Jean Gallagher's 2005 FIELD Poetry Prize-winning Stubborn, as Mark Jarman wrote, "shows us how it feels for the human and the holy to interact." Now, in Start, she enters the world of classical myth to explore the meanings of motherhood, loss, grief, and renewal. Her brilliant concision and riveting music bring the ancient narrative sharply into the present, transforming it to a vision that feels thrillingly contemporary and personal.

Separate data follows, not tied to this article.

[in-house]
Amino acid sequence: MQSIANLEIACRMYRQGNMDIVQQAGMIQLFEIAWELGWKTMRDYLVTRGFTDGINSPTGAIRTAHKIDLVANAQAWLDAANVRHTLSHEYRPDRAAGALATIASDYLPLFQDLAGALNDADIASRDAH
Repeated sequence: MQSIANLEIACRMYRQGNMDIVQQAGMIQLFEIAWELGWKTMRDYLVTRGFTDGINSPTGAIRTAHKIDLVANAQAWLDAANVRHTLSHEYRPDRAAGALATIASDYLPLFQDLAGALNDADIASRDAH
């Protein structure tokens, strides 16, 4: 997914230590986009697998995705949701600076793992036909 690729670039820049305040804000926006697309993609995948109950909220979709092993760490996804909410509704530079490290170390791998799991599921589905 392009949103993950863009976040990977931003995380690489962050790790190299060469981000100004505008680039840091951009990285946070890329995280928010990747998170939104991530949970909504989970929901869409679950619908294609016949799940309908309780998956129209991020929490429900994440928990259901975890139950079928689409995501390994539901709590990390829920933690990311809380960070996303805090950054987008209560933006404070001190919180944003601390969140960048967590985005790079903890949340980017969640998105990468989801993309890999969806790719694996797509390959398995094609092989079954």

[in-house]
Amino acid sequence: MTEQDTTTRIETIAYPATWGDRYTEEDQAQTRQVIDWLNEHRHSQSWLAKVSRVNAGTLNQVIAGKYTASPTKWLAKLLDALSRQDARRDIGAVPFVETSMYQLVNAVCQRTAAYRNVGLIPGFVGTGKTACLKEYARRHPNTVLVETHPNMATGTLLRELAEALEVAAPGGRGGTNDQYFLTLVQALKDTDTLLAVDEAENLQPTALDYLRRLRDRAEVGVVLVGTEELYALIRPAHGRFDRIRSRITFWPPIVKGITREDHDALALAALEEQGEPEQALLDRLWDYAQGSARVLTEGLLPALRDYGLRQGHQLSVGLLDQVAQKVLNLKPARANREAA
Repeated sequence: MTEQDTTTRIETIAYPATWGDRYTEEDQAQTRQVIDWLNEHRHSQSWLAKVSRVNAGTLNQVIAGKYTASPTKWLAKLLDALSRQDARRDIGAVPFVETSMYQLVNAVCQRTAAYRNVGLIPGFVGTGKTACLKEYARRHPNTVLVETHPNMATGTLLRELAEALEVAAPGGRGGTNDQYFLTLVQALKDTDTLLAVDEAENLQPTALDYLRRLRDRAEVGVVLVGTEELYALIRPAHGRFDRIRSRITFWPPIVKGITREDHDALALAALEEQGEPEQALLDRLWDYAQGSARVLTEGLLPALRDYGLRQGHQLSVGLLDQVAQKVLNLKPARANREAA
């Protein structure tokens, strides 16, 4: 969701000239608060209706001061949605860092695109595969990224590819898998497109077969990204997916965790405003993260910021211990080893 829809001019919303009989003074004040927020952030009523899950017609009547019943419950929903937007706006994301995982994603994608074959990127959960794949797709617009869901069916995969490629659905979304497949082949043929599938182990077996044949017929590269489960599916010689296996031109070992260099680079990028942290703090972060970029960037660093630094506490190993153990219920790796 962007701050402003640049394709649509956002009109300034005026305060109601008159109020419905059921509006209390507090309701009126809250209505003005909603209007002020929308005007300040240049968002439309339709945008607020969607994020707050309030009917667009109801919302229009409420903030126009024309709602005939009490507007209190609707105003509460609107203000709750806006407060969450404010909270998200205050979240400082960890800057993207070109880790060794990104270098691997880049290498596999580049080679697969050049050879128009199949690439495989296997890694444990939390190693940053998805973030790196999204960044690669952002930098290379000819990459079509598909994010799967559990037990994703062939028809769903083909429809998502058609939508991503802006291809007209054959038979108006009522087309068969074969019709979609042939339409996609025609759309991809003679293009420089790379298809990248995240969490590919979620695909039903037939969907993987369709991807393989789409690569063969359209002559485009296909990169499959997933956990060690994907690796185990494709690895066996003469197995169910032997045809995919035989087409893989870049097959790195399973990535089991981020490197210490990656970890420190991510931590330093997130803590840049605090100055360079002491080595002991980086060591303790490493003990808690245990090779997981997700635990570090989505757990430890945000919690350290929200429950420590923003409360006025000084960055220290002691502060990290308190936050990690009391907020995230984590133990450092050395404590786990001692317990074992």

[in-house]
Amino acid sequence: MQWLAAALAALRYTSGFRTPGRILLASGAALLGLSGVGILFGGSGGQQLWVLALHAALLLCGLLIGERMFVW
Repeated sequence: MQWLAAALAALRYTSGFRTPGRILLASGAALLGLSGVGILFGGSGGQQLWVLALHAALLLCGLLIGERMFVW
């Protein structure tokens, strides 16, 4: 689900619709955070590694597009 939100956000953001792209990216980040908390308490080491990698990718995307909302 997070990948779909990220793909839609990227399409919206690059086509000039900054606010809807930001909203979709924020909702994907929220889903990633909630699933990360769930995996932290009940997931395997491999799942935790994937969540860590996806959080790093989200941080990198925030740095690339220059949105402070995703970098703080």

"Jean Gallagher plunges us into the mystery-shrouded chthonic rites of Demeter and Persephone in a stunning postmodern Homeric hymn, stepping into the company of other reinventors of the ancient myths like H.D., Anne Carson, and Louise Gluck. In her haunting, spare, mystical enactments of ancient rites of loss, descent into the earth and underearth, and ecstatic return, she leaves readers like one of the initiates at Eleusis who 'came out of the mystery hall feeling like a stranger to myself.' We're ungrounded by these poems, cast among the mysteries and ecstacies: reading Start, I felt—as Gallagher's Persephone herself says—'the ground I never knew / could open did.'"